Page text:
Both versions of the Tax Cuts and Jobs Act would cut the corporate tax rate, benefiting shareholders, who tend to be higher earners. The Senate version would only cut individuals’ taxes for a limited period of time. Both bills would eliminate the alternative minimum tax, which requires high earners to calculate their liabilities twice and pay the higher amount; scrap the estate tax; reduce the taxes paid on pass-through income (70% of which goes to the the highest-earning 1%); and cut the rate married couples pay on income from $480,050 to $1 million. Neither version would close the carried interest loophole. The Senate would scrap the individual mandate, driving premiums up on Obamacare exchanges.
While it is not certain what form an eventual unified bill would take, these provisions taken together are likely to benefit high earners disproportionately and – particularly as a result of scrapping the individual mandate – hurt some working- and middle-class taxpayers. Yet Senate majority leader Mitch McConnell (R-Ky.) said on Nov. 4 that no one in the middle class would experience a tax hike:
On Nov. 10 he told the New York Times he “misspoke”: “You can’t guarantee that absolutely no one sees a tax increase, but what we are doing is targeting levels of income and looking at the average in those levels and the average will be tax relief for the average taxpayer in each of those segments.”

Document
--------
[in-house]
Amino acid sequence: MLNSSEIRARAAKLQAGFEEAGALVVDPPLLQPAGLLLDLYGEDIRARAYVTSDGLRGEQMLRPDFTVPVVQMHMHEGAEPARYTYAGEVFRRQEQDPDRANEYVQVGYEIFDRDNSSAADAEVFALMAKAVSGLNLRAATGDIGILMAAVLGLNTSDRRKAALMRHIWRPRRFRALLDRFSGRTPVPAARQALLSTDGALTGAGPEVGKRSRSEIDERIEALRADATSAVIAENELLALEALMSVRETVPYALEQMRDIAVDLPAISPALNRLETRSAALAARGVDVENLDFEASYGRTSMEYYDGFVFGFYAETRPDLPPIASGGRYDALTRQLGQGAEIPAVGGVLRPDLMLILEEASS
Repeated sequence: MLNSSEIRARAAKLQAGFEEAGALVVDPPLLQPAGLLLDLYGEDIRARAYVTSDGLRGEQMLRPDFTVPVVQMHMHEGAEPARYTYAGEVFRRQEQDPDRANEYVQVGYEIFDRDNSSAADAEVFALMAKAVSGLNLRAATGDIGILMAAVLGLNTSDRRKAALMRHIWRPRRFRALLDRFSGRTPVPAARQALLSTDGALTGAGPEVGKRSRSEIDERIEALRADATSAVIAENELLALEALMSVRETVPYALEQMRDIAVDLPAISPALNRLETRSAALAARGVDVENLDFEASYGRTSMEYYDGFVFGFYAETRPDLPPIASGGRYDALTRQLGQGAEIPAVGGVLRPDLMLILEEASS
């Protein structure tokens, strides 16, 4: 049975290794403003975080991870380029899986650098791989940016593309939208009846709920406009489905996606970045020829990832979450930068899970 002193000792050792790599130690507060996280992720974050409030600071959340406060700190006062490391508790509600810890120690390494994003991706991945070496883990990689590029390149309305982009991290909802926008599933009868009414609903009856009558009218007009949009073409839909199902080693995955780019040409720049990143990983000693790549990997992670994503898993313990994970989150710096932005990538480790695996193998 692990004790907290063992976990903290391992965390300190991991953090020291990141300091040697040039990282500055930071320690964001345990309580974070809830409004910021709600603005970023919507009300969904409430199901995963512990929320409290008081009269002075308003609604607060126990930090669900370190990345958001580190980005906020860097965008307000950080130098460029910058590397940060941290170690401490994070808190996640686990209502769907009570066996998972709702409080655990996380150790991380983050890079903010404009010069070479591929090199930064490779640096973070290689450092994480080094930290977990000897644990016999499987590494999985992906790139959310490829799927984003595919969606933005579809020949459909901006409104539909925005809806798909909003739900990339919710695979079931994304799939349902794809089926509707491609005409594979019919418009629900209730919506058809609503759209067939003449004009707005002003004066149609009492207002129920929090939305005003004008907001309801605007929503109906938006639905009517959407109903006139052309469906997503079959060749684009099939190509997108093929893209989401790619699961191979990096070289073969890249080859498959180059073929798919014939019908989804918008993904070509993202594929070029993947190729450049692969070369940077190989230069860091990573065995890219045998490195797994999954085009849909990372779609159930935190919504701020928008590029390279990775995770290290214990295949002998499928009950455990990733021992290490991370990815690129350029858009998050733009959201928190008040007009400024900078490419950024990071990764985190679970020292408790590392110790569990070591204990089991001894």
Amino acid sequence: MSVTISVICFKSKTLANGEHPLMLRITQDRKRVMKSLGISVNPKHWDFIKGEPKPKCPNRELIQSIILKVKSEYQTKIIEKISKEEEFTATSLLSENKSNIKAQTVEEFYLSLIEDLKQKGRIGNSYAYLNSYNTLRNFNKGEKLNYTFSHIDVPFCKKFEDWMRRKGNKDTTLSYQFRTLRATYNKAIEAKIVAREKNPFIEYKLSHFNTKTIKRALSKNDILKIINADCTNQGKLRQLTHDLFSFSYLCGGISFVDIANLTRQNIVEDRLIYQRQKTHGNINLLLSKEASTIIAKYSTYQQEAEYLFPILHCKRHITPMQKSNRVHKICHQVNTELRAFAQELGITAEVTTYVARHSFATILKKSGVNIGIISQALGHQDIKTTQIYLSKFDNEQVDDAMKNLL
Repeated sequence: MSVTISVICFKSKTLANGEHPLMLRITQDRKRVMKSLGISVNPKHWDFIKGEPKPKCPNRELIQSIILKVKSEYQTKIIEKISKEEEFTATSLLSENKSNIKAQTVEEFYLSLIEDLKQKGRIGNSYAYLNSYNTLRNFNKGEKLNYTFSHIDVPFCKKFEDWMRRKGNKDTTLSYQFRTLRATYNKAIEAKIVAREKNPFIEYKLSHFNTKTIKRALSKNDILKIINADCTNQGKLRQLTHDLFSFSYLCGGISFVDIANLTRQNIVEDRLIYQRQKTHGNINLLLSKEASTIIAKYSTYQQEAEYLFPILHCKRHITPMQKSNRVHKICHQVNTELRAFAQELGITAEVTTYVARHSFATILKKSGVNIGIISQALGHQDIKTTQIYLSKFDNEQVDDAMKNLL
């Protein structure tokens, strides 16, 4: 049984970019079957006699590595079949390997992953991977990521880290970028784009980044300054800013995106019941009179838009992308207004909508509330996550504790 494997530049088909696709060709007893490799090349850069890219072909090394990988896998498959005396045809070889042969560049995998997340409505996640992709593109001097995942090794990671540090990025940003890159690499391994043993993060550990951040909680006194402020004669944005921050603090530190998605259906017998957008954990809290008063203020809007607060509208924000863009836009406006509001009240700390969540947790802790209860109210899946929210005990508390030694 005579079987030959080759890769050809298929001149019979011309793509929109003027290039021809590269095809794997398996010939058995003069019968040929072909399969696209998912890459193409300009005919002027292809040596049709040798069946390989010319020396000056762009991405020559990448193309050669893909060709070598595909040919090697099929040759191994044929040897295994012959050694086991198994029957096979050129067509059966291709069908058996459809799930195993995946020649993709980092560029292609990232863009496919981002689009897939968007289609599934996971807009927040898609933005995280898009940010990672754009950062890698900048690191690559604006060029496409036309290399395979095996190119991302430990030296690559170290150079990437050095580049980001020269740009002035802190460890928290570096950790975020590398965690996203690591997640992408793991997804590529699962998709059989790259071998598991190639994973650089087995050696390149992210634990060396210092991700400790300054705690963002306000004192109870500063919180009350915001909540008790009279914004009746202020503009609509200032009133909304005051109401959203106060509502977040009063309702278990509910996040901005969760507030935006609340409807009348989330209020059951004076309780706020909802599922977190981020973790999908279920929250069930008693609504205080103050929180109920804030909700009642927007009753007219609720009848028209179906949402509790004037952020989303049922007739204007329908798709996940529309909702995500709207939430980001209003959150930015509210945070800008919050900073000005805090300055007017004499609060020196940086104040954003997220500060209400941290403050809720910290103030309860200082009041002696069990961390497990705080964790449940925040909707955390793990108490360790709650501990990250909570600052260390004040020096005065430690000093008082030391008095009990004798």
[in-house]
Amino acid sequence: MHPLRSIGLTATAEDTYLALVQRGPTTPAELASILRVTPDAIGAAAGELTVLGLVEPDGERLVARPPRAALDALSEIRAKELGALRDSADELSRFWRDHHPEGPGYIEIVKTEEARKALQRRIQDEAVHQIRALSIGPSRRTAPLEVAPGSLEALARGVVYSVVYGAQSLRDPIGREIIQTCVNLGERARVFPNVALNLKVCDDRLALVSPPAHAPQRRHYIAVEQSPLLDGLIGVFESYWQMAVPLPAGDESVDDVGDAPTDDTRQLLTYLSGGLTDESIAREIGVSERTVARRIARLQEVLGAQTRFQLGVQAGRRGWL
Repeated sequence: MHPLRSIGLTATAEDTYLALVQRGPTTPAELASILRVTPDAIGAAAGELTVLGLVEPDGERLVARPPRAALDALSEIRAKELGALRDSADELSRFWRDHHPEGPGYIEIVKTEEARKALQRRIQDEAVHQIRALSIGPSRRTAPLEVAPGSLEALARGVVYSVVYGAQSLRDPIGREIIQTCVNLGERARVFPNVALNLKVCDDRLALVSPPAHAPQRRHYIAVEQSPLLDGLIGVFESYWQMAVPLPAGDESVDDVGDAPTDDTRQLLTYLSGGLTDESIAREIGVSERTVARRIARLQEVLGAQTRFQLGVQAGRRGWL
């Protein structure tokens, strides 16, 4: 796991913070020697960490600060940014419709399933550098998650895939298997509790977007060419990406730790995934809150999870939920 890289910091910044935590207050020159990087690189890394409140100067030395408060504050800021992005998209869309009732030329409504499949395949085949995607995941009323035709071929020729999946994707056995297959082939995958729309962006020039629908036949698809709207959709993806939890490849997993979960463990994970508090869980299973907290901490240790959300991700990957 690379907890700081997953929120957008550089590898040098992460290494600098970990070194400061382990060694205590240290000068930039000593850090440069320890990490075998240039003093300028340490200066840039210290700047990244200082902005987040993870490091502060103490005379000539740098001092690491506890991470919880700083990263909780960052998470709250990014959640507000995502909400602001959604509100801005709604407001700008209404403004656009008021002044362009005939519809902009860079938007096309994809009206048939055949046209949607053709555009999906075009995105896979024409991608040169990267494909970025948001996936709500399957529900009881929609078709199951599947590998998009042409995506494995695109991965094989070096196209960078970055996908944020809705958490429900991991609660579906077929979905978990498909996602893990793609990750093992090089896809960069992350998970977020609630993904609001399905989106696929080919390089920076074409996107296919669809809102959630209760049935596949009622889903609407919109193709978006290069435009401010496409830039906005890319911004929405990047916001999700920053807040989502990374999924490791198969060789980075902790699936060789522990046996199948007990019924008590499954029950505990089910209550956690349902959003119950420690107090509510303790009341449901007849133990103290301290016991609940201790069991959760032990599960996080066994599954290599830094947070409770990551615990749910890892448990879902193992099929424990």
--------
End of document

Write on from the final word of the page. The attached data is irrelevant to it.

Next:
According to a JCT analysis released Nov. 16, the revised Senate bill would raise taxes on households making from $20,000 to $30,000 by 13.3% in 2021 and 25.4% in 2027, compared to current law.
The Estate Tax
The GOP bill would double the estate tax exemption. Speaking in Indiana in September, Trump attacked “the crushing, the horrible, the unfair estate tax,” describing apparently hypothetical scenarios in which families are forced to sell farms and small businesses to cover estate tax liabilities; the 40% tax only applies to estates worth at least $5.49 million. According to TPC, 5,460 estates are taxable under current law in 2017. Of those, just 80 are small businesses or farms, accounting for less than 0.2% of the total estate tax take.
The estate tax mostly targets the wealthy. The top 10% of the income distribution accounts for an estimated 67.2% of taxable estates in 2017 and 87.8% of the tax paid.
Opponents of the estate tax – some of whom call it the “death tax” – argue that it is a form of double taxation, since income tax has already been paid on the wealth making up the estate. Another line of argument is that the wealthiest individuals plan around the tax anyway: Gary Cohn reportedly told a group of Senate Democrats earlier in the year, “only morons pay the estate tax.”